Artists are life’s equivalent of Specsavers. Artists help us to see what we didn’t see, perhaps because we didn’t notice or perhaps because we didn’t want to notice. Great art demands deeper and more intentional looking, listening, and feeling. After all, why privilege the eye above our other senses? They are all creation gifts.
David Hockney is a painter who has spent a lot of time looking and helping us to look, and he appreciates others who have done the same for him. In a fascinating series of conversations with the English art critic Martin Gayford, he tells a lovely story from a few years back.
There was a fantastic Monet exhibition at the Art Institute of Chicago in 1995. They got a million people to see it. There are forty-six Monets in the Art Institute’s collection, which they lend to other exhibitions, so a lot of museums owed them a favour. As a result, for this exhibition they had got together about a hundred and fifty of his paintings. I went to see it one Sunday morning. It was fabulous. When I came out, I started looking at the bushes on Michigan Avenue with a little more care, because Monet had looked at his surroundings with such attention. He made you see more. Van Gogh does that for you too. He makes you see the world around just a little more intensely. And you enjoy seeing it like that, or I do.
All good art does that in some way. A poem articulates a previously undefinable moment; a song expresses the contradictions of emotional reality; a novel helps us empathize with an enemy or alien; a painting helps us to see that a lawn may actually contain all kinds of reds and pinks rather than the uniform greens we always assumed it had. Because the artist has seen, we can see.
But that is only half of it. Great artists do not just sense better than most of us; they can then do something about it. They can communicate it better than most. That is what gives them authority.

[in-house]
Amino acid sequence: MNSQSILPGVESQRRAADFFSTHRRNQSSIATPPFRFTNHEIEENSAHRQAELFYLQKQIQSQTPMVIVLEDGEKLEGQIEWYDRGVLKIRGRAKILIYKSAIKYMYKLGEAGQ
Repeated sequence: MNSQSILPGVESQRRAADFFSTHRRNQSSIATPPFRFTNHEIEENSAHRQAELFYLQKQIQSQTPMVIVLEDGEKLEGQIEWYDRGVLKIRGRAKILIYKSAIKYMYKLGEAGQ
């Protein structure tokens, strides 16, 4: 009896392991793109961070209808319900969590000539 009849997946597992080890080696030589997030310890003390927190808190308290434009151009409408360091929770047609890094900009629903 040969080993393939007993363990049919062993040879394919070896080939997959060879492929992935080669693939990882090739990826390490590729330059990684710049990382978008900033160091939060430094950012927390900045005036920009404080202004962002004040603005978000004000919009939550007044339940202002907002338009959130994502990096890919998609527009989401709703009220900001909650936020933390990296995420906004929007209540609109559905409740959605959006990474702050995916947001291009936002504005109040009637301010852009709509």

Those involved in the arts and media have taken on the role of prophet for our generation. It is no longer the philosophers, the statesmen or the preachers. These days, the prophetic is far more likely to be encountered in the Tate Modern or Hollywood than it is in a cathedral or Capitol building. Which grants those who are creative an influence that most of us lack, whether they like it or not. That is not a little intimidating. In fact, I hope it is intimidating. Because this is nothing to be blasé or whimsical about. As Peter Parker was famously told before becoming Spiderman: “with great power comes great responsibility.” That is a weight to bear.
Here is Hockney again, later in his conversation with Martin Gayford. Now they’ve gone on to discussing Picasso. After all, any discussion of art in the 20th Century has to! Gayford begins with an anecdote he’d heard about from Picasso’s biographer, John Richardson.
Lucien Clergue, the photographer, knew Picasso incredibly well. The other day he said to me, ‘You know, Picasso saved my life.’ I said, ‘What?’ He said, ‘Yes it was after a bullfight in Arles.’ Lucien said he had been feeling fine, had lost a bit of weight but wasn’t worried. Out of the blue Picasso said to him, ‘You must go instantly to a hospital.’ Lucien asked ‘why?’ Picasso said, ‘You’ve got something seriously wrong with you.’ Lucien was damned if he was going to do it, but Jacqueline [Picasso’s wife] added, ‘When Pablo says that, for God’s sake go.’ So he went, and the doctors had him taken straight into the operating theatre. They said he had an extremely rare type of peritonitis, which is lethal. The bad thing about it is that it doesn’t manifest itself in pain, it just kills you. Picasso used to say quite often, ‘I’m a prophet’.
After Gayford finished telling this story, Hockney was in total agreement:
Picasso was a prophet. He must have seen something, most likely in Clergue’s face. Picasso must have looked at more faces than almost anybody, and he didn’t look at them like a photographer. He would have been thinking how would you draw it? Most people don’t look at a face too long; they tend to look away. But you do if you are painting a portrait. Rembrandt put more in the face than anyone before or since, because he saw more. That was the eye—and the heart.
It is not enough to see something (in this case, something dangerous). It is necessary to communicate it.
On another occasion, Picasso’s seeing would result in his overwhelmingly damning masterpiece, Guernica (1937), a seeing that brought tremendous responsibility.
Mark Meynell will be speaking at Hutchmoot this year. Click here to learn more about him and his new book, When Darkness Seems My Closest Friend, at his website.